This was a tough one. I am not even sure why it was on a list for people with ADHD. It seems more geared toward trauma, depression, and anxiety. I know people with ADHD can also have those but this was more than just a planner. This is meant more for someone in therapy and taking multiple medications. 

At first flip through, I realized I would never use a lot of the included sections but I tried to spend some time in each section but it was very overwhelming. So I tried to stick to only the planning pages and I used it for two weeks before throwing in the towel.

I did not like the planning pages at all.

First, you cannot turn the pages if you use all three included bookmarks. I first tried to mark the monthly section, notes, and today but had to remove the monthly and notes in order to flip the pages. Instead, I moved the monthly pages to the daily page section so everything I was using was together.

I did like how the monthly spread had the habit tracker down the side column. I actually filled it in for each day I used the planner! I thought the boxes were a good size for a monthly view as well. Even with their rating system, I felt there was enough room to write in what I needed.

I HATED the daily pages. There wasn’t really a good spot for a to do list or other notes I like to put in my daily, such as my husband’s work schedule or dinner. I ended up using the Top 5 Goals as my to do section and when I had more than 5? I wrote in the time section.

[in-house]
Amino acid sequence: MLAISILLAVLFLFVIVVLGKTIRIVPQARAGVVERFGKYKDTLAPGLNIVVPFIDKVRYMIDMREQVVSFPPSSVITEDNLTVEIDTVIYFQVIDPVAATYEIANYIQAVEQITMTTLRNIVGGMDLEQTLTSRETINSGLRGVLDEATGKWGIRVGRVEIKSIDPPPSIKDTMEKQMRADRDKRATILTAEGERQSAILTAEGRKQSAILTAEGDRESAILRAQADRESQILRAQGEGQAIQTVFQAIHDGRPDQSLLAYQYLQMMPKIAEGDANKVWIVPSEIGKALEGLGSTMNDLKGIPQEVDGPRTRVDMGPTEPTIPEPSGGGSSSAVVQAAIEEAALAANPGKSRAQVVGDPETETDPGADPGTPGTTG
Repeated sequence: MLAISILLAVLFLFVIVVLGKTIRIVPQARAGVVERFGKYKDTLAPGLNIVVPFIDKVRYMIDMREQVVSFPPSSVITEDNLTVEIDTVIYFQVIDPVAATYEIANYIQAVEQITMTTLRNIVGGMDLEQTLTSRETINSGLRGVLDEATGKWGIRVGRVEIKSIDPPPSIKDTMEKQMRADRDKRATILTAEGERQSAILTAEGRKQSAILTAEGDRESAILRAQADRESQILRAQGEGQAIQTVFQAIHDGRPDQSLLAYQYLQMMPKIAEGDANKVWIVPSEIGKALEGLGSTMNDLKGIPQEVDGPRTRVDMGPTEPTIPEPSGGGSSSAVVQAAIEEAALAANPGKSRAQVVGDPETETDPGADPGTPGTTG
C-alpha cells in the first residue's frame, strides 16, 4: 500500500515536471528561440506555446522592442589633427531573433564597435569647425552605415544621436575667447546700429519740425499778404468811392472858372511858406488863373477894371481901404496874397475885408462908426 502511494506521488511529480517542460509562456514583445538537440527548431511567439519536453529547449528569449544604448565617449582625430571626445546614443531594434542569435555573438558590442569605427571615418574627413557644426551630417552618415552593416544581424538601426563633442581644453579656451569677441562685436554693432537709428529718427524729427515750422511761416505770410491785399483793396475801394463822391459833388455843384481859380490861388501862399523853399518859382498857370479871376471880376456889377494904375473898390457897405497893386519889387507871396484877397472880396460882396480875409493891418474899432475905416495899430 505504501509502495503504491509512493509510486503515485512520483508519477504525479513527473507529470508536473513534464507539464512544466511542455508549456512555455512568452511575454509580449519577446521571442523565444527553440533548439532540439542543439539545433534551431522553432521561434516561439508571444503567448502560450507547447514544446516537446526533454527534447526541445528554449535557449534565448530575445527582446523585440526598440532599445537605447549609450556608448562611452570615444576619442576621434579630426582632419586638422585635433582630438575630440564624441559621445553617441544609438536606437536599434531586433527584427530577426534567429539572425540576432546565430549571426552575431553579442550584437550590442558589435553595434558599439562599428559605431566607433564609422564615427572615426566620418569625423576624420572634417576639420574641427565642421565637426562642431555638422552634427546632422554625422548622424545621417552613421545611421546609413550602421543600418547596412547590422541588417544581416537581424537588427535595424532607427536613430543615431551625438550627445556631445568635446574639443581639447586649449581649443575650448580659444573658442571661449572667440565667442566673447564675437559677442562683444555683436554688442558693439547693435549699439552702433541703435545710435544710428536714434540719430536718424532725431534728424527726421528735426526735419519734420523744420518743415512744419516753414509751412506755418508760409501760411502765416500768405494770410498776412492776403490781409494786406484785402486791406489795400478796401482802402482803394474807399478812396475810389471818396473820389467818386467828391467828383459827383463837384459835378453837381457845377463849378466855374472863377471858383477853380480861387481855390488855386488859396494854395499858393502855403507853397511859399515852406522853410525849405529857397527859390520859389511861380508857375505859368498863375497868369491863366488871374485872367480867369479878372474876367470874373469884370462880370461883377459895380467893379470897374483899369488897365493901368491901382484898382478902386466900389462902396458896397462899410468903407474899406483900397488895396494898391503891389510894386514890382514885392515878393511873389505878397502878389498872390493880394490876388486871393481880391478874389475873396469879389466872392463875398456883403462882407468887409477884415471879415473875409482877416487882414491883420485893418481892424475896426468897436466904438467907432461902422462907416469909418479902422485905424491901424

I never used the affirmation, notice, kind words, or grateful boxes. I feel a couple of those boxes would be better as to do list spaces or blank so I can note schedules or dinner plans. There was also a spot to check if you took your morning or evening medications. I did it for like two days then gave up on it.

This feels like another one of those planners you need to look at every night and “journal” in. I’m not always good at reviewing my planner once I’ve checked out for the evening so I usually play catch-up the next morning. If you are good at doing a nightly check in this might be better for you than me. 

Final Verdict:

The CanPlan Mental Health planner feels like a very specialized planner for a very specific person. I was not that person. It is way more than just a planner. There are prompts and questions you can write out your answers to. There is space for therapy notes and trigger responses. It definitely felt more aimed to depression or anxiety, not just ADHD.

If you are looking for a daily planner, this is not it. The daily pages do not have enough room for actual planning. It leans more towards a journal/mood tracker than a planner. 

It felt like too much for someone with ADHD.

I was a little surprised by the paper. It felt very thin and smooth, like basic office printer paper but it held up well to a ballpoint pen, gel pen, and mildliners. My Tombow dot pen did seep through so you want to be careful with anything more inky/juicy than pens and highlighter. 

Would you use the Can Plan Mental Health Planner? What did you like about it? What do you think you would dislike about it?

Be sure to subscribe to my YouTube channel to catch the next in the Does This Planner Work for ADHD series!

Categories: Planning


Jenna Volden has a degree in business and has spent the last 10 plus years working for others. She believes it is time to start her own photography and writing business. She enjoys running, coffee and helping others achieve their goals. Gluten-free foods are a lifestyle, not a choice, for her due to celiac disease. She is currently based in Phoenix, Arizona.